Now living in Nanaimo, Peter Horsfield is a former Anglican minister who collaborated with his daughter, Margaret Horsfield, a BBC journalist and part-time resident of Protection Island, to popularize all the research that has been done about the origins of the stories pertaining to the birth of Jesus. Their Beyond Bethlehem was inspired by a Christmas dinner conversation about Christmas cards and the origins of the Three Wise Men myth. The pair later self-published a similar book examining the death of Jesus.
"A brilliant introduction to the reading of the Bible."--Gregory Baom
Each year, on December 25th, millions of people the world over celebrate the birth of a man named Jesus. The celebrations take different forms in different places, but there are certain familiar elements common to nearly all. The ox and the ass, the magi, the Virgin Mary in blue, the shepherds in their fields, the brilliant star of Bethlehem: these are the images we have all grown up with. For many of us, they are first encountered in the classroom, during the performance of the traditional nativity play or the singing of carols at the school Christmas concert. Whether or not we believe in the stories of the birth of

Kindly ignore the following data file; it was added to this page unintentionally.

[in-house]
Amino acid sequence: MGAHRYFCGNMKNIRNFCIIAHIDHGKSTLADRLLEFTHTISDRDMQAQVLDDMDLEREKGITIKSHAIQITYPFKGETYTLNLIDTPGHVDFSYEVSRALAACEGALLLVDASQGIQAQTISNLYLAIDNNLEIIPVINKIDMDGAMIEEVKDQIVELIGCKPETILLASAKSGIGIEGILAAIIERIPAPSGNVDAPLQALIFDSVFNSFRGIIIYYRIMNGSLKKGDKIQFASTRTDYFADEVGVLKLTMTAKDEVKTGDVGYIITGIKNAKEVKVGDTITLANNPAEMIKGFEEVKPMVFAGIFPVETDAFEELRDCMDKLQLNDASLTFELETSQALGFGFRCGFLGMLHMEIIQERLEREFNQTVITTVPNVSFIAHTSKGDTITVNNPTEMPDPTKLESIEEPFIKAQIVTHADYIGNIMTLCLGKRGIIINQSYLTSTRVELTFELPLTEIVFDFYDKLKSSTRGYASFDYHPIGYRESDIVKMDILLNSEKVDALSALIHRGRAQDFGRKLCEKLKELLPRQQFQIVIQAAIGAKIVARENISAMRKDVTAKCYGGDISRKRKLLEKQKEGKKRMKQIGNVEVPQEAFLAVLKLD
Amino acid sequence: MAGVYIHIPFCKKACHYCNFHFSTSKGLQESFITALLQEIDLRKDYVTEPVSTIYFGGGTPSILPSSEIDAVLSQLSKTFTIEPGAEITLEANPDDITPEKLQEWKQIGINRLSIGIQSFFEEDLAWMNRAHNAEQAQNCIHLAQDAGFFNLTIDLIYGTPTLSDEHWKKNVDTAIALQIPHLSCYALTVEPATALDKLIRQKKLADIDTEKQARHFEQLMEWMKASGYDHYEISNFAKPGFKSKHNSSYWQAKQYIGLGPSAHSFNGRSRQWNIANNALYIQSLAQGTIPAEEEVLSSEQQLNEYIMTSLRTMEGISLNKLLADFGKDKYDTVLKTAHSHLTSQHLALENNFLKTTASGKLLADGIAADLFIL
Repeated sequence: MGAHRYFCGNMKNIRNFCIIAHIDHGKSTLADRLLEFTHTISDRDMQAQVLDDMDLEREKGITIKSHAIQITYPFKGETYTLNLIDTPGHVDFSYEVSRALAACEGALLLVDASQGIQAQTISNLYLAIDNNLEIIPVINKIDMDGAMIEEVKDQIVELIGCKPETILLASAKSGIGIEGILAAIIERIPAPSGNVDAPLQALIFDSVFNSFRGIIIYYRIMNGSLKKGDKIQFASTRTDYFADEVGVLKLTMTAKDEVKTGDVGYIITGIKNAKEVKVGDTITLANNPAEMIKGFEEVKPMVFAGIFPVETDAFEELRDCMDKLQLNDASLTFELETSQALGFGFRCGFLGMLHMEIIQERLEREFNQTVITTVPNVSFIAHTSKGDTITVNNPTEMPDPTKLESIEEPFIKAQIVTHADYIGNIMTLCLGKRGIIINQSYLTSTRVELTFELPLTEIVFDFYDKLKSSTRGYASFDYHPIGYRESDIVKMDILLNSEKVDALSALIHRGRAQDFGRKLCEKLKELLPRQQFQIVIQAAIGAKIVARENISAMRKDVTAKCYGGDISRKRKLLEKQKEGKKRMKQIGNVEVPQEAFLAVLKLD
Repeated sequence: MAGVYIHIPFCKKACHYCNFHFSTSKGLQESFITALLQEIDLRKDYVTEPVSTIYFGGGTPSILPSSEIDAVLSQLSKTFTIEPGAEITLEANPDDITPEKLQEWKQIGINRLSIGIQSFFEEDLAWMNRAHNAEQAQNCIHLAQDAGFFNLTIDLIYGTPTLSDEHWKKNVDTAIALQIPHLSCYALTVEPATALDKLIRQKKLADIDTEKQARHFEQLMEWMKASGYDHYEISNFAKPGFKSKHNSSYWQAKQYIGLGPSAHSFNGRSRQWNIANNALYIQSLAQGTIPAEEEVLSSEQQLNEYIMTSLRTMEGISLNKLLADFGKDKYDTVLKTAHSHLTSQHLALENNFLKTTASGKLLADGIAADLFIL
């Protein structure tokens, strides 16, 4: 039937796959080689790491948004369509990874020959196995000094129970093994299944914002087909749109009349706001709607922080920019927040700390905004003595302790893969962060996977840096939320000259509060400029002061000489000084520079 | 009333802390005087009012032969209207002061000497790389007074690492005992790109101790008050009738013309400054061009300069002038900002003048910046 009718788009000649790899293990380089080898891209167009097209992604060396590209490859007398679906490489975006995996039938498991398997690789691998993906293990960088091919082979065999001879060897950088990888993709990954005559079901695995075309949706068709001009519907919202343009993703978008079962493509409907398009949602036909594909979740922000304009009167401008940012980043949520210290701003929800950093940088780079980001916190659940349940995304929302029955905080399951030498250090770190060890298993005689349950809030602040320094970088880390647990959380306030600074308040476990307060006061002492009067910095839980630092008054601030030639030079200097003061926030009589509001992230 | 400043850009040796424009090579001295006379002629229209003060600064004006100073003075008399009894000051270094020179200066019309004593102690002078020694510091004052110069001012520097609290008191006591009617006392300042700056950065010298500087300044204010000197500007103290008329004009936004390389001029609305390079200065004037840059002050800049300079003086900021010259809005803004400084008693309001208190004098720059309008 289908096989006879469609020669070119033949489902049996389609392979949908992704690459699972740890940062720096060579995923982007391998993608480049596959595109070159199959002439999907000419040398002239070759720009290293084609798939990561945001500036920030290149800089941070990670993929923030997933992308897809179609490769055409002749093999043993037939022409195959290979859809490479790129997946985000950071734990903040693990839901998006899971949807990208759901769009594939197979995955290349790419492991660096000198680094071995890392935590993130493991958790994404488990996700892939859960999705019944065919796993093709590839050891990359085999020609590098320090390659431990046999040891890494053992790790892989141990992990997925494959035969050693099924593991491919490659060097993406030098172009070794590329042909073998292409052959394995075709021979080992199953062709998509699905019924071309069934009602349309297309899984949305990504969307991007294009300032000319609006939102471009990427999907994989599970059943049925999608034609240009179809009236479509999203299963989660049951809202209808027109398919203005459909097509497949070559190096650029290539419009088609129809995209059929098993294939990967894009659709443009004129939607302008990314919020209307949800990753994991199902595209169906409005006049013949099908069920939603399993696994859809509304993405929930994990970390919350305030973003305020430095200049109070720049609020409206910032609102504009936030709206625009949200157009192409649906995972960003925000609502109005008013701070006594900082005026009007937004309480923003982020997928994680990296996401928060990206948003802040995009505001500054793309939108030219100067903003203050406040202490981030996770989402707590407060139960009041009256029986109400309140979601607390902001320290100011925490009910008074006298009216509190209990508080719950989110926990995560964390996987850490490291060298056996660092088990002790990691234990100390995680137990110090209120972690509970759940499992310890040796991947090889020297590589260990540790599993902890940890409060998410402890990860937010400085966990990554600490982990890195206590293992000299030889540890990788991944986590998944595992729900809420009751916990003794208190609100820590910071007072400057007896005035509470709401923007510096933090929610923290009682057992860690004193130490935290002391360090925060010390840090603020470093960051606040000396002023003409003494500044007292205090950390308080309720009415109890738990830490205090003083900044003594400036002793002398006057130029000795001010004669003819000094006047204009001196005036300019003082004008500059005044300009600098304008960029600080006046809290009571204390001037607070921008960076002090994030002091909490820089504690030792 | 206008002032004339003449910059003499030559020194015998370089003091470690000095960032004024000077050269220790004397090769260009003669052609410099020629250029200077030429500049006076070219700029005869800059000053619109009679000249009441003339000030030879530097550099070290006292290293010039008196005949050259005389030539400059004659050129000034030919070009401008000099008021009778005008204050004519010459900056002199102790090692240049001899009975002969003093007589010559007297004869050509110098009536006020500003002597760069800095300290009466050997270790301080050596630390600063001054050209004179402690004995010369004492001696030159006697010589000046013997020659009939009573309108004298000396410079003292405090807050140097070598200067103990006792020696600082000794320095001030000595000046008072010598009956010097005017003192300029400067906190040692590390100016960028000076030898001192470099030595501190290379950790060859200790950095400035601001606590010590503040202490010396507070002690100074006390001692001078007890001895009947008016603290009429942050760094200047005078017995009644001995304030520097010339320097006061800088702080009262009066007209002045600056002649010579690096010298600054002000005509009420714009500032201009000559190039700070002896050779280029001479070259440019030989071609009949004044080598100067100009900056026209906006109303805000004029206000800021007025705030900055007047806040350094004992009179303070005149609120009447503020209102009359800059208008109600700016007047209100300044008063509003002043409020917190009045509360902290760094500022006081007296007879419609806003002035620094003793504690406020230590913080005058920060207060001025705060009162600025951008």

Jesus, we certainly all think we know them inside out… but do we? Do we really know where these stories came from? Or who wrote them, and why?
Behind the commercial hype of the Christmas season and the stereotypical images lie the ancient accounts of two men, the gospel writers Matthew and Luke. But Matthew and Luke don't tell the same stories; they were different people writing for different audiences, up to fifty years after the death of Jesus. They often disagree with each other, and yet they share certain priorities in telling the story of the birth of the man they believed to be the messiah and the son of God. What lies behind those accounts, and the way they were told? In the search for answers to these questions, it is necessary to go much further back in time, beyond Bethlehem, to the writings of the Old Testament scholars. In their ancient writings we find the roots of the story of Jesus: prophecies and precedents, and some astonishingly parallel tales which helped to shape the gospels of Matthew and Luke. And in Beyond Bethlehem, we have an objective, meticulously researched study of that celebrated birth.
[BCBW Winter 1989]